Vatican seems to miss deadline

Catholic officials apparently ignore request

UN panel seeks info about crimes & cover ups

Hierarchy was supposed to reply by Nov. 1

Victims blast top church staff for “stonewalling”

“Again, prelates thumb their noses at secular authorities,” SNAP says

For immediate release: Friday, November 8, 2013

For more information: Barbara Blaine (+1-312-399-4747, [email protected])

A support group for clergy sex abuse victims is blasting top Catholic officials for apparently missing a deadline to answer questions from a United Nations panel about clergy sex crimes and cover ups.

Last July, a UN committee sent Vatican authorities a list of about 20 questions, with a November 1 deadline. The questions were designed to help the committee determine whether the church is honoring the 23 year old Convention on the Rights of the Child.

But it seems clear that Catholic figures are ignoring the committee’s request. Responses from three other countries that were given the same deadline as the Vatican have been posted on the UN committee's website. No response from the Vatican has been posted. 

“Once again, top Catholic officials thumb their noses at secular authorities and hide information about on-going crimes and cover ups,” said SNAP spokesperson Miguel Hurtado of London. “Some hoped the church hierarchy might be more open about clergy sex crimes and cover ups under Pope Francis. But that’s obviously not happening.

“We believe that the high-ranking Catholic staff is violating the Rights of the Child treaty,” said Mary Caplan of New York, SNAP representative to the UN. “They do this because they can. They get by with it because few secular authorities have the courage and strength to hold the Catholic hierarchy accountable for repeatedly reckless, callous, deceitful and self-serving actions regarding vulnerable kids, powerful prelates, and child molesting clerics.”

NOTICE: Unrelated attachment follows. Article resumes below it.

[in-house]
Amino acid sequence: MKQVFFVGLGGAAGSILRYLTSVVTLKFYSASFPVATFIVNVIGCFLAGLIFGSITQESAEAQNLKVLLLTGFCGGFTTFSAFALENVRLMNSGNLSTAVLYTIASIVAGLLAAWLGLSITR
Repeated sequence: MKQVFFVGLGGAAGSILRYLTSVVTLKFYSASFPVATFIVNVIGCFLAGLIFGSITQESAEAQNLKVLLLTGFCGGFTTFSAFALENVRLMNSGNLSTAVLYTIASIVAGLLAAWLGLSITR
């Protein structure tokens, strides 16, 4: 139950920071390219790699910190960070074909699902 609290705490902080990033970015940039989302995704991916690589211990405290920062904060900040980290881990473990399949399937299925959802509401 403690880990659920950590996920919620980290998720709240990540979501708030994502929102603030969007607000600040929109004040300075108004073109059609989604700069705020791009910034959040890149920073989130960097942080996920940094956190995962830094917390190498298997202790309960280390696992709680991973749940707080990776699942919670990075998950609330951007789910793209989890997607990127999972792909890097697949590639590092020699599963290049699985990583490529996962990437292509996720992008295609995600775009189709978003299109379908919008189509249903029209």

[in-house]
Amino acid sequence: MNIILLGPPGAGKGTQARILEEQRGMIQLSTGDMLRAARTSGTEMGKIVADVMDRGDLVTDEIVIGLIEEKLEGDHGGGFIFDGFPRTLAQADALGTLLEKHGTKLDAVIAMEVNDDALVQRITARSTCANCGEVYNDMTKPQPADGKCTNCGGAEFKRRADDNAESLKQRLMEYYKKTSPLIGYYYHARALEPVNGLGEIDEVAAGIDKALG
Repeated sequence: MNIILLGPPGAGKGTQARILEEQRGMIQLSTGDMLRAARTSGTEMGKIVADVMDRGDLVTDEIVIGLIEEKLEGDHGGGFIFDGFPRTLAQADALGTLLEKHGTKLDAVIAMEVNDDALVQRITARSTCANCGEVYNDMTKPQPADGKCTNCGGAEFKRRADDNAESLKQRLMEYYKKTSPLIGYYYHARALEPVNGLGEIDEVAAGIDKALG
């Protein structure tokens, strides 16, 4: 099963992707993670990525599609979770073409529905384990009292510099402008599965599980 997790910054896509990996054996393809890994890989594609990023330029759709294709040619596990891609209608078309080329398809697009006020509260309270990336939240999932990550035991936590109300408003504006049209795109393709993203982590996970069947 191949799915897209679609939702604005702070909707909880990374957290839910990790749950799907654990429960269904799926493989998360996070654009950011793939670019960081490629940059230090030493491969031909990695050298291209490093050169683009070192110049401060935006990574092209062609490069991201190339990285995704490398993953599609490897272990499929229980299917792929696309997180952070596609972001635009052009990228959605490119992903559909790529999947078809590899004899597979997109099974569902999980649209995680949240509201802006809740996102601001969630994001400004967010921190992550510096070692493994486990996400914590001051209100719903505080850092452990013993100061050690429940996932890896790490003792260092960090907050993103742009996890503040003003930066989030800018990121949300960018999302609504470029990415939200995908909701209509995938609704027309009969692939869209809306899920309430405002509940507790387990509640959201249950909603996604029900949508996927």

Last February, SNAP and the New York-based Center for Constitutional Rights filed a 30 page report with the United Nations Committee on the Rights of the Child (CRC) that is highly critical of the Vatican’s past and current handling of clergy sex crimes and cover ups. It’s the first time SNAP is making a formal appeal to the UN for help with the crisis. (The CRC oversees compliance with the Convention on the Rights of the Child, adopted in 1990.)

And last June, two US SNAP leaders traveled to Geneva and spent three hours meeting with the UN Committee on the Rights of the Child, chaired by Kirsten Sandberg of Norway.

In January, Vatican staffers are expected to appear before the 18 member committee to answer questions about their failure to file other required reports in a timely fashion and about clergy sex crimes and cover ups.

This isn’t the first time Vatican officials have missed a UN deadline. In 1997, the Vatican’s second report to the CRC was due. It was finally submitted about 14 years late. (And the Vatican is ten years late in filing its first required report under a similar agreement called the “Protocol on the Sale of Children, Child Prostitution and Child Pornography, which was due in 2003.)